sunnk — weaving ritual


The musician hiding under the pseudonym sunnk goes by the name Eogan Roche, and there is very little that is known about him. A member of the creative group glitch.cool, a sound designer that is heavily engaged in the video game industry, and that is about it. Up until now, his entire discography has been limited to a mere split-record shared with Finnish producer Tusk Mute, with the record having strong intelligent breakcore vibes. Nevertheless, his appearance on Mille Plateaux isn't surprising at all, since the opening sounds of weaving ritual make it obvious that the impressions of a beautiful wave correspond to the esthetic that the label has been promoting since the mid 90s.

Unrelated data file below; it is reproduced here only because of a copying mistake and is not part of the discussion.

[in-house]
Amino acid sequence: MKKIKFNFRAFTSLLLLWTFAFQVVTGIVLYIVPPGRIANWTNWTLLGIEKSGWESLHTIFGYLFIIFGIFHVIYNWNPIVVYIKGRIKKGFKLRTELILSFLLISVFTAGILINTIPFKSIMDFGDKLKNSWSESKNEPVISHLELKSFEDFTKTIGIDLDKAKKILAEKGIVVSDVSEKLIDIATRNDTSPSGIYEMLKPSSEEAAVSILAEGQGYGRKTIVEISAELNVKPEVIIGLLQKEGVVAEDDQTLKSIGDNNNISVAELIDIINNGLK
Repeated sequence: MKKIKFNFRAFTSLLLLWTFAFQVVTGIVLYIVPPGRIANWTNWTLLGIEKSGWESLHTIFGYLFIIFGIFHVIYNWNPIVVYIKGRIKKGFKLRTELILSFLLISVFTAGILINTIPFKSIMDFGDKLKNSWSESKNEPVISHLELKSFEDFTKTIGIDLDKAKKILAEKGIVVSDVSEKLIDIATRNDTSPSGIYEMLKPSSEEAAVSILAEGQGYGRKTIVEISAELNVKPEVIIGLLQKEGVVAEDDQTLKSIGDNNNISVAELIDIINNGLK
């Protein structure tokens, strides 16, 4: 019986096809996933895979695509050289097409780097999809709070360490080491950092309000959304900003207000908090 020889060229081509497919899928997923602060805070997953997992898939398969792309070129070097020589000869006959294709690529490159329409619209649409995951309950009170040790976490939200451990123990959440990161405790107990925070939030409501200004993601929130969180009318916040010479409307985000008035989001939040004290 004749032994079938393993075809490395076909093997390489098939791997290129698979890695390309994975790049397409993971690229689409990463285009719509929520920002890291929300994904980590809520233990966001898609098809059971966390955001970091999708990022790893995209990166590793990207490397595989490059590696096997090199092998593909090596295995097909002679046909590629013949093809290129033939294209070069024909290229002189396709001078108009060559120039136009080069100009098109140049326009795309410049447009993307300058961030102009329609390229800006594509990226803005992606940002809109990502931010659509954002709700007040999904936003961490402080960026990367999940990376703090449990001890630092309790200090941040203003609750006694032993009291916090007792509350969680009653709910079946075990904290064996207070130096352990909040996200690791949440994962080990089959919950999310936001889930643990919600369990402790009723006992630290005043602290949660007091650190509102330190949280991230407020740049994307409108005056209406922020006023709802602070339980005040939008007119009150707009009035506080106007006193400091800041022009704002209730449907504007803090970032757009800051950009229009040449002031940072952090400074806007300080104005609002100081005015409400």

Event-wise, weaving ritual consists of multiple layers. The farthest one, and yet the most musical one is a sad thin piano that is reminiscent of the contemplative modern classic records of the early 00s, think Swod or early Max Richter. The second layer is a powerful and heavy IDM beat that would readily fit the format of the long gone label Tympanik Audio (especially teamed up with the piano sadness) if only it could be less erratic and trippy. But, since it is a glitch album that we're talking about, the image just cannot afford to be plain and stable. It's as if we were looking through a kaleidoscope, that’s being constantly shaken and rotated by an invisible hand. The music gets jammed every second, it stops, changes the tempo, and pours onto the listener in uneven fragments that are heavy and angular like asphalt shards. The astonishing effect is created by the fact that the glitchy editing molds the first and the second layers into a third one that sends us somewhere back to the domain of fashionable deconstructed club music. It appears, this is exactly what modern glitch music should sound like.